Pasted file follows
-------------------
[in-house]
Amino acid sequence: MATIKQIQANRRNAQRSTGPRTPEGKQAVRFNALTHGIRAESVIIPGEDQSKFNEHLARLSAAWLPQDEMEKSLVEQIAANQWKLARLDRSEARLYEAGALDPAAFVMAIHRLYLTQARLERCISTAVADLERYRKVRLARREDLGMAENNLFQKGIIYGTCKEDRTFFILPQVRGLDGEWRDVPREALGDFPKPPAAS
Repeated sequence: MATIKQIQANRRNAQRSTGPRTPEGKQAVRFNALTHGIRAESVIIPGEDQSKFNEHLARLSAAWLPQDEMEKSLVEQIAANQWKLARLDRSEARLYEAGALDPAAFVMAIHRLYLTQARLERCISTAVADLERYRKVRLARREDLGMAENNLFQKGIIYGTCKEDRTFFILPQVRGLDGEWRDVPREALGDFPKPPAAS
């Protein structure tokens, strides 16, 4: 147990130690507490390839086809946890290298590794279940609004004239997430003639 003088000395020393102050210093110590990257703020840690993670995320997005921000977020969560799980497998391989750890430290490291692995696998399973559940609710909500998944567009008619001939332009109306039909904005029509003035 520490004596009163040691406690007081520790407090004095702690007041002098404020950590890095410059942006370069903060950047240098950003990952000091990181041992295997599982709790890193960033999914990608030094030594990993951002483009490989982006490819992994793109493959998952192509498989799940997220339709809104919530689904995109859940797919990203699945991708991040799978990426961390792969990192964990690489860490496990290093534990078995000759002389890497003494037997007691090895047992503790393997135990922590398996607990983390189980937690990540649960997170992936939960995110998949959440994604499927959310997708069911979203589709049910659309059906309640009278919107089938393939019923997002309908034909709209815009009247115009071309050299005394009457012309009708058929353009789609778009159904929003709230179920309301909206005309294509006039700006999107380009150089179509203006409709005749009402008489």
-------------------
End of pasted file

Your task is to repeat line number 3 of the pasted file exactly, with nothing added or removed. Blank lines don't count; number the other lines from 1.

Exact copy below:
Repeated sequence: MATIKQIQANRRNAQRSTGPRTPEGKQAVRFNALTHGIRAESVIIPGEDQSKFNEHLARLSAAWLPQDEMEKSLVEQIAANQWKLARLDRSEARLYEAGALDPAAFVMAIHRLYLTQARLERCISTAVADLERYRKVRLARREDLGMAENNLFQKGIIYGTCKEDRTFFILPQVRGLDGEWRDVPREALGDFPKPPAAS